Repenting for each of the sins you know you do isn’t going to get you total forgiveness unless you repent from every single sin you have ever done, and quit doing them. That's impossible for anyone. And real quickly, some will jump on "Well with God, all things are possible!" Ok. Has it been possible for God to give you that power? Have you quit sinning? That is a whole other topic that perhaps I'll expound on later, but I don't want to get side tracked.

    Now I want to introduce you to a different way to repent, that is totally effective in gaining forgiveness. Quit the things you can do now, and that’s good. But don’t repent from just those. Follow two Bible examples and repent for being a sinner.

    I want to bring up the Words of Jesus from Luke 18:10-14:
    “Two men went up into the temple to pray; the one a Pharisee, and the other a publican. The Pharisee stood and prayed thus with himself, God, I thank thee, that I am not as the other men are, extortioners, unjust, adultererers, or even as this publican. I fast twice in the week, I give tithes of all that I possess.”

    Let me break here to say that this was pretty good. This Pharisee kept the law to a degree. He didn’t commit any of these sins. We look down on the Pharisee’s because of what they did to Jesus. However, they did live pretty “holy”. Let me continue:

    “And the publican, standing afar off, would not lift up so much as his eyes unto heaven, but smote upon his breast, saying, God be merciful to me a sinner. I tell you, this man went down to his house justified rather than the other for every one that exalteth himself shall be abased; and he that humbleth himself shall be exalted.”

    The point of this story is that we can’t exalt ourselves. However, there is a side lesson to be learned. Look how the publican repented. He simply admitted he was a sinner, and asked mercy for it. He didn’t give God a list of things he did… He admitted he was a sinner.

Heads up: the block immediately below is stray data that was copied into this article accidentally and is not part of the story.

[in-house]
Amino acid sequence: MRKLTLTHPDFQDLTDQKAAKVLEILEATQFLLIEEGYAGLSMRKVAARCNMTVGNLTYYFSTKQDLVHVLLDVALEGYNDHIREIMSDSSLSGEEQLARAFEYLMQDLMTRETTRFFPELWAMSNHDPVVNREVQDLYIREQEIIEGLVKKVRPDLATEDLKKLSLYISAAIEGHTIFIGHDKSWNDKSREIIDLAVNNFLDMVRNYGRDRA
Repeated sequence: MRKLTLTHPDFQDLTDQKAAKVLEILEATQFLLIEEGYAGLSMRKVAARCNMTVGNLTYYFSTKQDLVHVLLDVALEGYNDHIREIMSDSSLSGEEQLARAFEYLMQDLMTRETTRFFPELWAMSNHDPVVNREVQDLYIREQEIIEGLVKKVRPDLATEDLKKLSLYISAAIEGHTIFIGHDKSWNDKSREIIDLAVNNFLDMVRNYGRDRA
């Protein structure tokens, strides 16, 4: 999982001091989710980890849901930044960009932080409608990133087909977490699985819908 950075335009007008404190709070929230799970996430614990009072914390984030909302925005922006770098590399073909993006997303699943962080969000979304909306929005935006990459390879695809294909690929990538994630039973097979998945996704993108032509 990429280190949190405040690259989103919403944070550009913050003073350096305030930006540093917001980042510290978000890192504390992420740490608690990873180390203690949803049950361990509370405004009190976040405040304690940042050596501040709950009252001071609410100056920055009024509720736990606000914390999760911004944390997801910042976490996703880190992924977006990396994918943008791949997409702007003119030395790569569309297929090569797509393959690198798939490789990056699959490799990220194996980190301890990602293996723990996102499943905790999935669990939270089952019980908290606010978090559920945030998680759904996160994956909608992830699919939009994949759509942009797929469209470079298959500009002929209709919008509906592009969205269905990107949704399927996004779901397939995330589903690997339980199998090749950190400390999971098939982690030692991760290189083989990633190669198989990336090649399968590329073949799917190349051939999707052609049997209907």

I would like to take another example from Matthew 6, and what most people call the Lord’s Prayer. From verse 12 we get the words: “Forgive us our debts, as we forgive our debtors.” It goes on in verse 14 to interpret “debts” as trespasses. Again, there is not the notion of asking forgiveness of a single sin or a set number of sins. It also says to forgive others who have trespassed against you. But my point is that it is a blanket type asking of forgiveness. Both these examples don’t say anything about stopping sinning, but asking forgiveness for being what we are: sinners.

    Conclusion:

    You can repent for the sins you know you are guilty of, and even stop doing them completely. Some might say that if you experience a moment of weakness and commit them again, you can re-repent and start over. I don’t have a problem with that, and perhaps you should repent from particular sins and stop them. However, this style of repenting falls short in that you haven’t repented from all your sins.

    But if you simply break down and say, “Lord, I’m a sinner and I need your forgiveness”, you’ve covered all your sins. Clearly, you are not going to stop breaking God’s law in the flesh. None of the patriarch’s could stop, and no one other than Jesus Christ has ever succeeded. Yet, because he did, we don’t have to succeed. I encourage others to do their best and remember that the many Laws God put forth are for our good. They are good rules to follow! Just don’t account them to your righteousness and don’t think you are measuring up to them, because if you break one law, your guilty of the whole law (Jas 2:10).
     
     
     
     
     
     
     
     
     
     
     
  2. Prentis

    Prentis New Member

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    God knows our hearts, and even it's hidden sins.

    God isn't looking for someone who tries to list all their sins, say sorry for all of them, and try real hard to stop doing them. Though the person might genuinely think that's the way to go, it doesn't work! I agree with you that the contrite heart is what God desires, in other words, the heart that is broken before God, and sees it's own flaws, and pleads for his mercy.